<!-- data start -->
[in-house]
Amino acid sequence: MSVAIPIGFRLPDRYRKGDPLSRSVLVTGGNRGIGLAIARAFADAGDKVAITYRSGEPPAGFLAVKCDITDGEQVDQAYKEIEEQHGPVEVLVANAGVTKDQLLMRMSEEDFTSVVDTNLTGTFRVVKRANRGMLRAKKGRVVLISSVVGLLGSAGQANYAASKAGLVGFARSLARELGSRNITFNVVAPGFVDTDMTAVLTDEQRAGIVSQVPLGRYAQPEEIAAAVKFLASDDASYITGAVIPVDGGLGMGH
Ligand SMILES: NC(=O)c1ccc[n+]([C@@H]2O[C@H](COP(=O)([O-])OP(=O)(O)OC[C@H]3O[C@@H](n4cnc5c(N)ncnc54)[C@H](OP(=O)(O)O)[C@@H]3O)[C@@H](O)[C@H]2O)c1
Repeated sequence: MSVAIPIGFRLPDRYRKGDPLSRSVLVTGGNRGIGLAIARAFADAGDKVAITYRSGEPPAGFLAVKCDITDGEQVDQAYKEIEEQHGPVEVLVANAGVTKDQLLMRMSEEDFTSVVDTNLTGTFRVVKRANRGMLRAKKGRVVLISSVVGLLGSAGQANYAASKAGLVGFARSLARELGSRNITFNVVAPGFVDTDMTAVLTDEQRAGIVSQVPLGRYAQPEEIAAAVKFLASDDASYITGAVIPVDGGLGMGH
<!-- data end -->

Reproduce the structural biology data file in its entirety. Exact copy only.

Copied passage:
[in-house]
Amino acid sequence: MSVAIPIGFRLPDRYRKGDPLSRSVLVTGGNRGIGLAIARAFADAGDKVAITYRSGEPPAGFLAVKCDITDGEQVDQAYKEIEEQHGPVEVLVANAGVTKDQLLMRMSEEDFTSVVDTNLTGTFRVVKRANRGMLRAKKGRVVLISSVVGLLGSAGQANYAASKAGLVGFARSLARELGSRNITFNVVAPGFVDTDMTAVLTDEQRAGIVSQVPLGRYAQPEEIAAAVKFLASDDASYITGAVIPVDGGLGMGH
Ligand SMILES: NC(=O)c1ccc[n+]([C@@H]2O[C@H](COP(=O)([O-])OP(=O)(O)OC[C@H]3O[C@@H](n4cnc5c(N)ncnc54)[C@H](OP(=O)(O)O)[C@@H]3O)[C@@H](O)[C@H]2O)c1
Repeated sequence: MSVAIPIGFRLPDRYRKGDPLSRSVLVTGGNRGIGLAIARAFADAGDKVAITYRSGEPPAGFLAVKCDITDGEQVDQAYKEIEEQHGPVEVLVANAGVTKDQLLMRMSEEDFTSVVDTNLTGTFRVVKRANRGMLRAKKGRVVLISSVVGLLGSAGQANYAASKAGLVGFARSLARELGSRNITFNVVAPGFVDTDMTAVLTDEQRAGIVSQVPLGRYAQPEEIAAAVKFLASDDASYITGAVIPVDGGLGMGH